Friday, 22 May 2009

An odd example of dhimmitude

I am a voracious reader and generally have several books on the go at any one time. One I started to read today is Churchill's Wizard's - The British Genius for Deception 1914-1945 which covers a subject area that I find fascinating. I started to read the Preface and was surprised by this passage of prose:
"The hadith or proverb - 'al-harb khuda', attributed to the Prophet Muhammad - peace be upon him - also means 'war is deception'."
I was struck by the use of two phrases. The first was calling Muhammad/Mohammed/Muhammed "The Prophet" not "the Islamic Prophet" or "the Muslim Prophet" or "the person Muslims consider to be the Prophet" but "The Prophet" - as if there could be no doubt. The second was the use of the phrase "peace be upon him", this is the phrase that practising Muslims often say after saying (or hearing) the name of a prophet of Islam, most usually Muhammed (1). Why is a non-Muslim using such a phrase, I wondered, would he similarly describe Jesus as "The Messiah"? Somehow I doubted that Nicholas Rankin would (but I will report back when I finish his book should he mention Jesus at all).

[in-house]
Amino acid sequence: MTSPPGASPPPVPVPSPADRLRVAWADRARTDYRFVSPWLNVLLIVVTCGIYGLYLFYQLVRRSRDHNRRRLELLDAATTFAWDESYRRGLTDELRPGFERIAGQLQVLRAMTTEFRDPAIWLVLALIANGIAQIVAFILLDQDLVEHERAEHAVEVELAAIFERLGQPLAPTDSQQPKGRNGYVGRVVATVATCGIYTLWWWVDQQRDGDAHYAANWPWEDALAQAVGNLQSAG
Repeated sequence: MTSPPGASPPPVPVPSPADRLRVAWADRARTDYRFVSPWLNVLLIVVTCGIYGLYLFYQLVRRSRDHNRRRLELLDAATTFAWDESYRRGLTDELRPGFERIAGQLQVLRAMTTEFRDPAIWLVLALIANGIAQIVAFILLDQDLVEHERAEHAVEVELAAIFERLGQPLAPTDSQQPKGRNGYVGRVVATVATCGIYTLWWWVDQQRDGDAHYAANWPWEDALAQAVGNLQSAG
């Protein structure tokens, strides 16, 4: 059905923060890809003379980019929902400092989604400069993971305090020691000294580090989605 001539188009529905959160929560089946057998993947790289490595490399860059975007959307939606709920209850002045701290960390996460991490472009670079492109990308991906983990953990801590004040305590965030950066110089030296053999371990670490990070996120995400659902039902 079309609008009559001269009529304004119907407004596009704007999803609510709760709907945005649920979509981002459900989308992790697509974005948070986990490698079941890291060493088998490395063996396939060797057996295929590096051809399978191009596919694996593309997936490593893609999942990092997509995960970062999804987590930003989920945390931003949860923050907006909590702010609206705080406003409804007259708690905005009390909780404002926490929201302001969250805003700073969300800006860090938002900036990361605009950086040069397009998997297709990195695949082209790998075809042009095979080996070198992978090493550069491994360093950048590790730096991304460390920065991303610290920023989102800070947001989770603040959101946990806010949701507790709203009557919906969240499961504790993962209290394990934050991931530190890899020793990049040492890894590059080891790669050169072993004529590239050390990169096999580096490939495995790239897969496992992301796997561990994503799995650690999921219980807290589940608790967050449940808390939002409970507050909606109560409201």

Maybe part of the explanation for this curious choice of wording can be gleaned from the start of Nicholas Rankin's potted biography at the start of the book:
"Nicholas Rankin spent twenty years broadcasting and feature-making for the BBC World Service, where he was Chief Producer and won two UN awards."

(1) Wikipedia informs me that:
"* (Arabic: عليه السلام ʿAlayhis salaam - A.S.) "Peace be upon him": This expression follows after naming any prophet other than Muhammed, or one of the noble Angels (i.e. Jibreel, Mikaeel, etc.)

* (Arabic: صلى الله عليه وسلم ṣall Allahu ʿalayhi wa sallam - S.A.W. or SAAW) "May Allah bless him and grant him peace." : This expression follows specifically after saying the name of the last prophet of Islam, Muhammed."

which is interesting and not previously known to me.

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